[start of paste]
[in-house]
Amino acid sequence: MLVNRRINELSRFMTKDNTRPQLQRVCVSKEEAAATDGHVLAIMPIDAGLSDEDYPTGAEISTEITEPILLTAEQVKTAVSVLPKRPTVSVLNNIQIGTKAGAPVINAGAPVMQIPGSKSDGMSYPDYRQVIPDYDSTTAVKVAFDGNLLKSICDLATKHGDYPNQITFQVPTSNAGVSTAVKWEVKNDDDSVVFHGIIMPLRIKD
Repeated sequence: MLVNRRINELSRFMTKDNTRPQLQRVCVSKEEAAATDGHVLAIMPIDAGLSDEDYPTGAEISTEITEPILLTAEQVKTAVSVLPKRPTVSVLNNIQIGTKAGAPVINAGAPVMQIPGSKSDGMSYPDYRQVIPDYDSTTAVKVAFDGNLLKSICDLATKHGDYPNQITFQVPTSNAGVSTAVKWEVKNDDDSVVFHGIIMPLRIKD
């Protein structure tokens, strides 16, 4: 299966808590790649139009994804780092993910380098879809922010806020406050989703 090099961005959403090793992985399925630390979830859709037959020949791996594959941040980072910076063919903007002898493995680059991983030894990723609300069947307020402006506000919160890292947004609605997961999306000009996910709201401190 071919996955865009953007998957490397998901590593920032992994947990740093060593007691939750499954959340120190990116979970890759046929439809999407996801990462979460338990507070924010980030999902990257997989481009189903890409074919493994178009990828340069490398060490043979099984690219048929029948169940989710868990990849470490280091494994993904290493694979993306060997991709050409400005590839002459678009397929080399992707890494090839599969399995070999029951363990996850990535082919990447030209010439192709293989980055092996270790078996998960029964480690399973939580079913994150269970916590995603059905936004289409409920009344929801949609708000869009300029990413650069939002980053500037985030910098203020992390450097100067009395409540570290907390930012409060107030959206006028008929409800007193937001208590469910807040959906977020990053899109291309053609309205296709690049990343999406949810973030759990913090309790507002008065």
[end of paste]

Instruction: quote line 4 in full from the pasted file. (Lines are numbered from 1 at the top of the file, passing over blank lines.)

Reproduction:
């Protein structure tokens, strides 16, 4: 299966808590790649139009994804780092993910380098879809922010806020406050989703 090099961005959403090793992985399925630390979830859709037959020949791996594959941040980072910076063919903007002898493995680059991983030894990723609300069947307020402006506000919160890292947004609605997961999306000009996910709201401190 071919996955865009953007998957490397998901590593920032992994947990740093060593007691939750499954959340120190990116979970890759046929439809999407996801990462979460338990507070924010980030999902990257997989481009189903890409074919493994178009990828340069490398060490043979099984690219048929029948169940989710868990990849470490280091494994993904290493694979993306060997991709050409400005590839002459678009397929080399992707890494090839599969399995070999029951363990996850990535082919990447030209010439192709293989980055092996270790078996998960029964480690399973939580079913994150269970916590995603059905936004289409409920009344929801949609708000869009300029990413650069939002980053500037985030910098203020992390450097100067009395409540570290907390930012409060107030959206006028008929409800007193937001208590469910807040959906977020990053899109291309053609309205296709690049990343999406949810973030759990913090309790507002008065």